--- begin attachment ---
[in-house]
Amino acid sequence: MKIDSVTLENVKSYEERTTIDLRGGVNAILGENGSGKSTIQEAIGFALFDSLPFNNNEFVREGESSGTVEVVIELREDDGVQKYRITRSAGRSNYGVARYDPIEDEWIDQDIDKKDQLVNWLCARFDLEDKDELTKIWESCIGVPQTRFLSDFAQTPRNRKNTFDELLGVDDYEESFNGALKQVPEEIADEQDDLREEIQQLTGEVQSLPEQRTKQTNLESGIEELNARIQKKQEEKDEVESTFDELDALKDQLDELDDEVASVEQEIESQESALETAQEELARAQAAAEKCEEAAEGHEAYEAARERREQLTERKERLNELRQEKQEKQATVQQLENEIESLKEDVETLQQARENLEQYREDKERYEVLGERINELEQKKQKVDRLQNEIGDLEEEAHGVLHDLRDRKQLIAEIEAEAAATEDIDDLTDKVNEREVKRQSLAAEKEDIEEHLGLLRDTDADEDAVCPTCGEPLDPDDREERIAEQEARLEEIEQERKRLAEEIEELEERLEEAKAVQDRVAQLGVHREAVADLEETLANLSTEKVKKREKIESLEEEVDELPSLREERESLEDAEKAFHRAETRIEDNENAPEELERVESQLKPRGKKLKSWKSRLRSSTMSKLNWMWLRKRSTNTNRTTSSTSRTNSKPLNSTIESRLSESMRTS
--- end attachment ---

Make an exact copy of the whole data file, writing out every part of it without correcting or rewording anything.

[in-house]
Amino acid sequence: MKIDSVTLENVKSYEERTTIDLRGGVNAILGENGSGKSTIQEAIGFALFDSLPFNNNEFVREGESSGTVEVVIELREDDGVQKYRITRSAGRSNYGVARYDPIEDEWIDQDIDKKDQLVNWLCARFDLEDKDELTKIWESCIGVPQTRFLSDFAQTPRNRKNTFDELLGVDDYEESFNGALKQVPEEIADEQDDLREEIQQLTGEVQSLPEQRTKQTNLESGIEELNARIQKKQEEKDEVESTFDELDALKDQLDELDDEVASVEQEIESQESALETAQEELARAQAAAEKCEEAAEGHEAYEAARERREQLTERKERLNELRQEKQEKQATVQQLENEIESLKEDVETLQQARENLEQYREDKERYEVLGERINELEQKKQKVDRLQNEIGDLEEEAHGVLHDLRDRKQLIAEIEAEAAATEDIDDLTDKVNEREVKRQSLAAEKEDIEEHLGLLRDTDADEDAVCPTCGEPLDPDDREERIAEQEARLEEIEQERKRLAEEIEELEERLEEAKAVQDRVAQLGVHREAVADLEETLANLSTEKVKKREKIESLEEEVDELPSLREERESLEDAEKAFHRAETRIEDNENAPEELERVESQLKPRGKKLKSWKSRLRSSTMSKLNWMWLRKRSTNTNRTTSSTSRTNSKPLNSTIESRLSESMRTS